Ann Bialkin, Elie Wiesel, Kenneth Bialkin

Ann Bialkin, Elie Wiesel, Kenneth Bialkin

What a perfect description of this wonderful human being. It reminds me much of Herman Wouk’s description of the Entebbe hero, Jonathan Netanyahu; he was, Wouk said, “an ember of sacred fire.”

I’ve visited both the United States Holocaust Memorial Museum and Yad Vashem, several times, and the sacred fire is there. In particular, when one exits Yad Vashem, one can see across the valley countless homes where Jews live.

It is a thrilling site, one that I believe is eternal.

So, too, is the memory of Elie Wiesel.

Forty years ago this summer (this week marks 40 years), an airline hijacking played-out before the world.

PLO and German terrorists took control of Air France Flight 139, after a refueling stop in Athens. What they decided to do next made history.

Rather than land at a nearby airport and make a list of demands, the hijackers ordered the plane flown to a remote airport in Uganda, at a place called Entebbe.

The terrorists kept 105 Jewish hostages and demanded that more than 50 other terrorists held in prison be released. They meant business, claiming that they would kill all the hostages if the demands weren’t met.

Israel’s dilemma was the fact that events were unfolding so far away. It was one thing to foil a hijacking at Lod; it was quite another to launch a rescue so far from home.

Joshua Shani, in a terrific interview with Israel Hayom, flew the lead Hercules that carried the actual rescue force—30 members of Israel’s elite counter-terrorism unit, Sayeret Matkal. Shani describes the enormity of the undertaking:

“I believed we would escape by the skin of our teeth and have more casualties, but I also believed that our sheer audacity — flying 180 soldiers, aboard four aircraft, 4,000 kilometers [2,485 miles], when no one else in the world had ever attempted anything that crazy — that alone meant that in all likelihood, it would be a total surprise. Thwarting this operation would have been so easy without the element of surprise. All they had to do is place some trucks on the runway and that’s it, no more rescue operation. Either I would see them and avoid landing, or I wouldn’t see them and would crash.”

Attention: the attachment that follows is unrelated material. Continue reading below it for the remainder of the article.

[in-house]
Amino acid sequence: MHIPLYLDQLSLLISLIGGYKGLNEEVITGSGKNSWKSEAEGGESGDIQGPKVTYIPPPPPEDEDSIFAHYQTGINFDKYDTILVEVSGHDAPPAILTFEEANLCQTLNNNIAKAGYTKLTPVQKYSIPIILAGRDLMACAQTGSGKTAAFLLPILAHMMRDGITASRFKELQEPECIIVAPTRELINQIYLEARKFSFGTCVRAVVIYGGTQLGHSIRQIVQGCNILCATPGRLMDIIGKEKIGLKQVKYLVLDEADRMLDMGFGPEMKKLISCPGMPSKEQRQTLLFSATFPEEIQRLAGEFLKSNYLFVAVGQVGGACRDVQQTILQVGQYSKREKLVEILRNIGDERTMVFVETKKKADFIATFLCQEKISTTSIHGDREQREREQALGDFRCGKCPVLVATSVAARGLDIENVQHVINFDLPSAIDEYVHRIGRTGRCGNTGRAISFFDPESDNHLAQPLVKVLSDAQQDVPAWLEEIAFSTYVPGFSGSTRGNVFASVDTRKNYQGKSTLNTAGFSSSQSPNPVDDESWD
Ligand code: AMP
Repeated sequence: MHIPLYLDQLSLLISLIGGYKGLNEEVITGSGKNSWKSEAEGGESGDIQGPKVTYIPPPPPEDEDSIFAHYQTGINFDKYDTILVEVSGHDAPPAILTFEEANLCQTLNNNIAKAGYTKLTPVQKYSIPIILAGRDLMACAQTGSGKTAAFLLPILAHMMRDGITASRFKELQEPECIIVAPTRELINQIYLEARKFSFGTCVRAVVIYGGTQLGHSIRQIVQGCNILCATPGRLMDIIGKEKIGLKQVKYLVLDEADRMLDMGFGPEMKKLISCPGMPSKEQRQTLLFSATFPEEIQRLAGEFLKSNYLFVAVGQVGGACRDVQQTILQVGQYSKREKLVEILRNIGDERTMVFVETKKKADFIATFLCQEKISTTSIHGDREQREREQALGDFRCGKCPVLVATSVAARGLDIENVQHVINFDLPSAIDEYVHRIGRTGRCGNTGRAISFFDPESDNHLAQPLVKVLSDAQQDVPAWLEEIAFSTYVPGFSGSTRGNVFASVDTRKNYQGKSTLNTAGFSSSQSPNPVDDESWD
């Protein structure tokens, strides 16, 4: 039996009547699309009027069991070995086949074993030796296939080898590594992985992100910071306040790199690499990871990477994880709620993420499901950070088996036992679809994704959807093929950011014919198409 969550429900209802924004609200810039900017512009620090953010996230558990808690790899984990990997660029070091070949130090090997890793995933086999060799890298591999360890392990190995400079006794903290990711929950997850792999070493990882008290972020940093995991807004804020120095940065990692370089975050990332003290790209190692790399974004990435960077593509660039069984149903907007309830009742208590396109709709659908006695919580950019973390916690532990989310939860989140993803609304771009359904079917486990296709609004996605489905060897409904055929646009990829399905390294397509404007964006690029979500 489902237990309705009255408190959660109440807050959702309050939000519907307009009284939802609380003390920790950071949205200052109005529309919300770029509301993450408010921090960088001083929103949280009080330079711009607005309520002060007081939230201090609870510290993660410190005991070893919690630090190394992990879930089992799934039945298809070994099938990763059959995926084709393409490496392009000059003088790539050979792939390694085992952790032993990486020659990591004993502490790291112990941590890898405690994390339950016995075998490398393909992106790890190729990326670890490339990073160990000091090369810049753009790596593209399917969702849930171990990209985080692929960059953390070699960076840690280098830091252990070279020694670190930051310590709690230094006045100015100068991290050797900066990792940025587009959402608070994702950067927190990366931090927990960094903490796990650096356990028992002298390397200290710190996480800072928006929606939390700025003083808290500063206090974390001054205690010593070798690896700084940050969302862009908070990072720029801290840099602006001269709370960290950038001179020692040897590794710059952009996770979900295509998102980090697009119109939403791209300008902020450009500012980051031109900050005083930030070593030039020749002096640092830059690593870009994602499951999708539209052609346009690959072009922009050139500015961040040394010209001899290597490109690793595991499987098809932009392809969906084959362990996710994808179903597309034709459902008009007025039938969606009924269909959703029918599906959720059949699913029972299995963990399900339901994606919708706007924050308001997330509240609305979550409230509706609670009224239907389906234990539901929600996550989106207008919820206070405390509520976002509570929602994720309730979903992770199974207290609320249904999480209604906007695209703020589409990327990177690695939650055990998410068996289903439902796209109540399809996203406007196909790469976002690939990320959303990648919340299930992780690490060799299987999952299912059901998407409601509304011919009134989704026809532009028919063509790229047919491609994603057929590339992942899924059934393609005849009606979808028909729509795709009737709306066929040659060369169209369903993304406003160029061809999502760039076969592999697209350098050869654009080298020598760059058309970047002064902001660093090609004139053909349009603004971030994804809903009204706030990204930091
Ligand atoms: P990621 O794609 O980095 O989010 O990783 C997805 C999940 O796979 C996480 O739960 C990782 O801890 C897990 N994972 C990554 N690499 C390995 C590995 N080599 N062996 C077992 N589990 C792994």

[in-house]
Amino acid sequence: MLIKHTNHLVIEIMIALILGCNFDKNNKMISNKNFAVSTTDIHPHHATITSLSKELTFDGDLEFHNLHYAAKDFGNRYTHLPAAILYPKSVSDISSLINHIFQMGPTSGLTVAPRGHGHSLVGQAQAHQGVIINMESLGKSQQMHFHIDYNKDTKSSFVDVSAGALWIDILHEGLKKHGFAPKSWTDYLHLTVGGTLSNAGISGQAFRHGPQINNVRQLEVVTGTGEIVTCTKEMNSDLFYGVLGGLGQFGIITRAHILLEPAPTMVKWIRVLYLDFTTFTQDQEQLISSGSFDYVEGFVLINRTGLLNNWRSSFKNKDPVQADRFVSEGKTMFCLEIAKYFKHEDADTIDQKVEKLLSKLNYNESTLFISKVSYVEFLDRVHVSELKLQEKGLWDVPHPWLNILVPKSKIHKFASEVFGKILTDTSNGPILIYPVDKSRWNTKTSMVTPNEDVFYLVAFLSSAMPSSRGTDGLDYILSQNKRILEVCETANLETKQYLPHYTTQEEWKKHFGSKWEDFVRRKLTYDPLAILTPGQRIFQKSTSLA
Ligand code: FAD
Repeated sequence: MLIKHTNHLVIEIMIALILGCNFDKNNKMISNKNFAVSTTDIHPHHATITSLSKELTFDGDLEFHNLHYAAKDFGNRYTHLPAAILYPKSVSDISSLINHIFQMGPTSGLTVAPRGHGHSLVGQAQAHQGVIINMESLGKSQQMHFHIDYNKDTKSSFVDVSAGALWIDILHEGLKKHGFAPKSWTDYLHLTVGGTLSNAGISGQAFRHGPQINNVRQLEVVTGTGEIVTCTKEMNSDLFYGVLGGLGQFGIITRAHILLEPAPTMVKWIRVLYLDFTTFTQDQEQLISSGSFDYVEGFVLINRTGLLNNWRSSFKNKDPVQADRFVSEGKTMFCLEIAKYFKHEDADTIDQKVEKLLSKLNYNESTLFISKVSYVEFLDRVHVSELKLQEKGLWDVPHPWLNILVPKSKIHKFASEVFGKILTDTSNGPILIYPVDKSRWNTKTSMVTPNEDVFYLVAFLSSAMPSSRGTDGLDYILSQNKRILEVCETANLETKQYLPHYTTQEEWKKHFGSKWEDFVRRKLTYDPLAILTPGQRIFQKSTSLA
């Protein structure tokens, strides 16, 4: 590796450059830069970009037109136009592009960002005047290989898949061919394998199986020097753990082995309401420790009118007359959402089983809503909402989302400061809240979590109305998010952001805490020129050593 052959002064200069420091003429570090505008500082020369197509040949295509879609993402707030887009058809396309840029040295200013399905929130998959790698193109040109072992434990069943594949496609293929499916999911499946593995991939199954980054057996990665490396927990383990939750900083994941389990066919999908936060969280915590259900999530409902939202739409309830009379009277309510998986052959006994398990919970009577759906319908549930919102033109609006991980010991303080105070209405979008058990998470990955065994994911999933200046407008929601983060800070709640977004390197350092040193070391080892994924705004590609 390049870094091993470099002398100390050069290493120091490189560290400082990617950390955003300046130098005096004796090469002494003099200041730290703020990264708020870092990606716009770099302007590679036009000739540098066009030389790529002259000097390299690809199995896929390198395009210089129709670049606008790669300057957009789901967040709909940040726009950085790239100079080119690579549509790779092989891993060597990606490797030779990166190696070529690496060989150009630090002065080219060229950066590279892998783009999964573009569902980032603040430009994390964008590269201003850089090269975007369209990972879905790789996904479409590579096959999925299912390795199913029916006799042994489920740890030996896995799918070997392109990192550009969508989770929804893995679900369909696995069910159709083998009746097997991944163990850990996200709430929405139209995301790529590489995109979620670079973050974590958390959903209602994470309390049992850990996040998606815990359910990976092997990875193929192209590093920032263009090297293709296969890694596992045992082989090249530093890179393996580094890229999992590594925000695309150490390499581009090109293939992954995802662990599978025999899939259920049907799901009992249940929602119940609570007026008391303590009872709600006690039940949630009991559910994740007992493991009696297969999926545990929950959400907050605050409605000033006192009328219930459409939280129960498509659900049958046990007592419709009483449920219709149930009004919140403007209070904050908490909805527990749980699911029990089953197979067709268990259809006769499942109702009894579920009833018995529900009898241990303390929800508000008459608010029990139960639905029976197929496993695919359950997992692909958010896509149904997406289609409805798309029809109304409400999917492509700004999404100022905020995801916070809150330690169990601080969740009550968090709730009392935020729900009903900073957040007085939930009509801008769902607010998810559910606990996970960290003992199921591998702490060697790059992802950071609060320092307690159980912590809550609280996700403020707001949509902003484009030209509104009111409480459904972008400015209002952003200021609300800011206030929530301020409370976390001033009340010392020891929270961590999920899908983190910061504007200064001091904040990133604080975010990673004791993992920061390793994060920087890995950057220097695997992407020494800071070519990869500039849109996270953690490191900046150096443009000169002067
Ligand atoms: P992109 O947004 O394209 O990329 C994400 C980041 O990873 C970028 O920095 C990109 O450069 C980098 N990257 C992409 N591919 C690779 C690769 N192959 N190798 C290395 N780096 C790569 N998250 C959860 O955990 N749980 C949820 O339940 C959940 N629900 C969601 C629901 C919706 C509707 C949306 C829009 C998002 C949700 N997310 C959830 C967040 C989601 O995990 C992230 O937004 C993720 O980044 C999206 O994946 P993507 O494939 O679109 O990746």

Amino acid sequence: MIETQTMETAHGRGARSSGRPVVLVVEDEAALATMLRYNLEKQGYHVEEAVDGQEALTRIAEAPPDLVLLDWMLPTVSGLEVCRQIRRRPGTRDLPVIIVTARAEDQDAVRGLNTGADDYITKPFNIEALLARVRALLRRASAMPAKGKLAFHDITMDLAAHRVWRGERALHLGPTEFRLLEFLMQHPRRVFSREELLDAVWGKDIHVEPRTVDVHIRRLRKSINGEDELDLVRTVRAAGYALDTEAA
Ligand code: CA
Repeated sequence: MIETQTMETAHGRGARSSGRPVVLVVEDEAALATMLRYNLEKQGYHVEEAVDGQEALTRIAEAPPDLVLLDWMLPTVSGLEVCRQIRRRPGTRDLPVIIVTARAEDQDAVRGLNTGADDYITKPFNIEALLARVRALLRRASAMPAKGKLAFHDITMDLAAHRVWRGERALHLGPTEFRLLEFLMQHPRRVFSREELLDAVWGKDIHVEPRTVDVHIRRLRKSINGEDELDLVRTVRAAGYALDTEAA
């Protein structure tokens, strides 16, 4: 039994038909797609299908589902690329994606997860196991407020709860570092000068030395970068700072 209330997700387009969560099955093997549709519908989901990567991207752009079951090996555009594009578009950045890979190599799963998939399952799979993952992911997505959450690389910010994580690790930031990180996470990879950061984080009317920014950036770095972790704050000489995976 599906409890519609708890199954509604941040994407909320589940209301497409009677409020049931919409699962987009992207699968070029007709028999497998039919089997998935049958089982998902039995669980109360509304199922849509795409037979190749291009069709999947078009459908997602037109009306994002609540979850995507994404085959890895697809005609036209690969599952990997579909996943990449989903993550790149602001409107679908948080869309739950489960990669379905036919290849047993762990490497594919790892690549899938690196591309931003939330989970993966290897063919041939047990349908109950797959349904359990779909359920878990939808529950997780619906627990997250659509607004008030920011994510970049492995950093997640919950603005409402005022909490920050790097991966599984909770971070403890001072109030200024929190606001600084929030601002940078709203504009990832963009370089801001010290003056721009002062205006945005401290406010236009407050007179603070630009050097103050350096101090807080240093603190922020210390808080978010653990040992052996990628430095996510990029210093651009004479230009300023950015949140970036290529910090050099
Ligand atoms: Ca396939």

They didn’t crash, of course, and on the morning of July 4, 1976, the IDF stormed the terminal building at Entebbe and eliminated the terrorists in quick fashion. They then loaded the stunned passengers onto planes for the long ride to freedom.

The Entebbe operation, later named “Operation Jonathan” to commemorate the fallen commander of Sayeret Matkal, Jonathan Netanyahu, is the most famous hostage rescue in history.

The men who planned and executed that mission deserve our respect and admiration.

Think about them Monday, as America celebrates another Fourth of July.